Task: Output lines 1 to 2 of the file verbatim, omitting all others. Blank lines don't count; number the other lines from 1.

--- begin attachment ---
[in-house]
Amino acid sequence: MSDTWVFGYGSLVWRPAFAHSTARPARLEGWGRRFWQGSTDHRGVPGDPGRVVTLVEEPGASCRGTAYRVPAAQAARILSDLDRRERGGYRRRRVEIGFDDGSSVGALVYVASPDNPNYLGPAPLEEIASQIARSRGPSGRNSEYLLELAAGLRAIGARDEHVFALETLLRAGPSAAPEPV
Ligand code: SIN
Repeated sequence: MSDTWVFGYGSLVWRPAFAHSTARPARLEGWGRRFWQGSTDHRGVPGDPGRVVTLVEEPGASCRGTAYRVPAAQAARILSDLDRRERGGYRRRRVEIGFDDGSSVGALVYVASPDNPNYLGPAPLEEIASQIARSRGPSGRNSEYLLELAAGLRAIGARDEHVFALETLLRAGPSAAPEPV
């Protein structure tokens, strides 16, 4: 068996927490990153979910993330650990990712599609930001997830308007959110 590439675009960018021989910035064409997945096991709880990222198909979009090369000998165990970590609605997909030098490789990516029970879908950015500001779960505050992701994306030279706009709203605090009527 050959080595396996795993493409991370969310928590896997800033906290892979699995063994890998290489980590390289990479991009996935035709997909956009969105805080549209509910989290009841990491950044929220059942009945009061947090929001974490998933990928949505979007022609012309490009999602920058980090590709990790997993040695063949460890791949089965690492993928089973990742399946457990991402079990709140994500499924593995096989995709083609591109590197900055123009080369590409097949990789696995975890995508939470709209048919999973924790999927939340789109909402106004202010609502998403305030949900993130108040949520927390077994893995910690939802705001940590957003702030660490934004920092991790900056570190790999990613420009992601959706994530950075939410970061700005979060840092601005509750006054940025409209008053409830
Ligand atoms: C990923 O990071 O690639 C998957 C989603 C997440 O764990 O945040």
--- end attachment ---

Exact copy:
[in-house]
Amino acid sequence: MSDTWVFGYGSLVWRPAFAHSTARPARLEGWGRRFWQGSTDHRGVPGDPGRVVTLVEEPGASCRGTAYRVPAAQAARILSDLDRRERGGYRRRRVEIGFDDGSSVGALVYVASPDNPNYLGPAPLEEIASQIARSRGPSGRNSEYLLELAAGLRAIGARDEHVFALETLLRAGPSAAPEPV